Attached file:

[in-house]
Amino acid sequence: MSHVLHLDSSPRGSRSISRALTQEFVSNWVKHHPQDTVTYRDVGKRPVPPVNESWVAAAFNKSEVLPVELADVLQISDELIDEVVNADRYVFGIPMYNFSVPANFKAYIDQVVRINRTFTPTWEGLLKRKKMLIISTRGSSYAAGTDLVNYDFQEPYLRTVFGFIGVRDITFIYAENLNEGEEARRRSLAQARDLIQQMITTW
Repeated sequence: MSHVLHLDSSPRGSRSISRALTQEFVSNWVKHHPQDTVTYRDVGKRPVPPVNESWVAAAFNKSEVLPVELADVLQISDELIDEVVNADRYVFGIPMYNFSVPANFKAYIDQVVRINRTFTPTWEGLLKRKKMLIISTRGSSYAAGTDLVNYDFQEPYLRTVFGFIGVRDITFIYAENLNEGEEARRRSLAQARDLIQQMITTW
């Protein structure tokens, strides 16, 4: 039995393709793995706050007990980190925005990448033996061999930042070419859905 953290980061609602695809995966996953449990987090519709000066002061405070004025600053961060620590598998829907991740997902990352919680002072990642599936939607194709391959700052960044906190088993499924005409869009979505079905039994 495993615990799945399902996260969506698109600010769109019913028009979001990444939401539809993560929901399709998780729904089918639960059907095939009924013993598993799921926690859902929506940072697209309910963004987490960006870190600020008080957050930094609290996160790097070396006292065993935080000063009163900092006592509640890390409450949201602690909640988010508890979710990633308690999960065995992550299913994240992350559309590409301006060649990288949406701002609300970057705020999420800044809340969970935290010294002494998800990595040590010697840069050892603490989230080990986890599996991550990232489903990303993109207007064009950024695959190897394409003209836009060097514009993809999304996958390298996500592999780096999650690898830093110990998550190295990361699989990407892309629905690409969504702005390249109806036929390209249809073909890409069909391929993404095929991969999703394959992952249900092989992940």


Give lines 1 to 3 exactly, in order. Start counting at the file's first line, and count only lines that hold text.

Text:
[in-house]
Amino acid sequence: MSHVLHLDSSPRGSRSISRALTQEFVSNWVKHHPQDTVTYRDVGKRPVPPVNESWVAAAFNKSEVLPVELADVLQISDELIDEVVNADRYVFGIPMYNFSVPANFKAYIDQVVRINRTFTPTWEGLLKRKKMLIISTRGSSYAAGTDLVNYDFQEPYLRTVFGFIGVRDITFIYAENLNEGEEARRRSLAQARDLIQQMITTW
Repeated sequence: MSHVLHLDSSPRGSRSISRALTQEFVSNWVKHHPQDTVTYRDVGKRPVPPVNESWVAAAFNKSEVLPVELADVLQISDELIDEVVNADRYVFGIPMYNFSVPANFKAYIDQVVRINRTFTPTWEGLLKRKKMLIISTRGSSYAAGTDLVNYDFQEPYLRTVFGFIGVRDITFIYAENLNEGEEARRRSLAQARDLIQQMITTW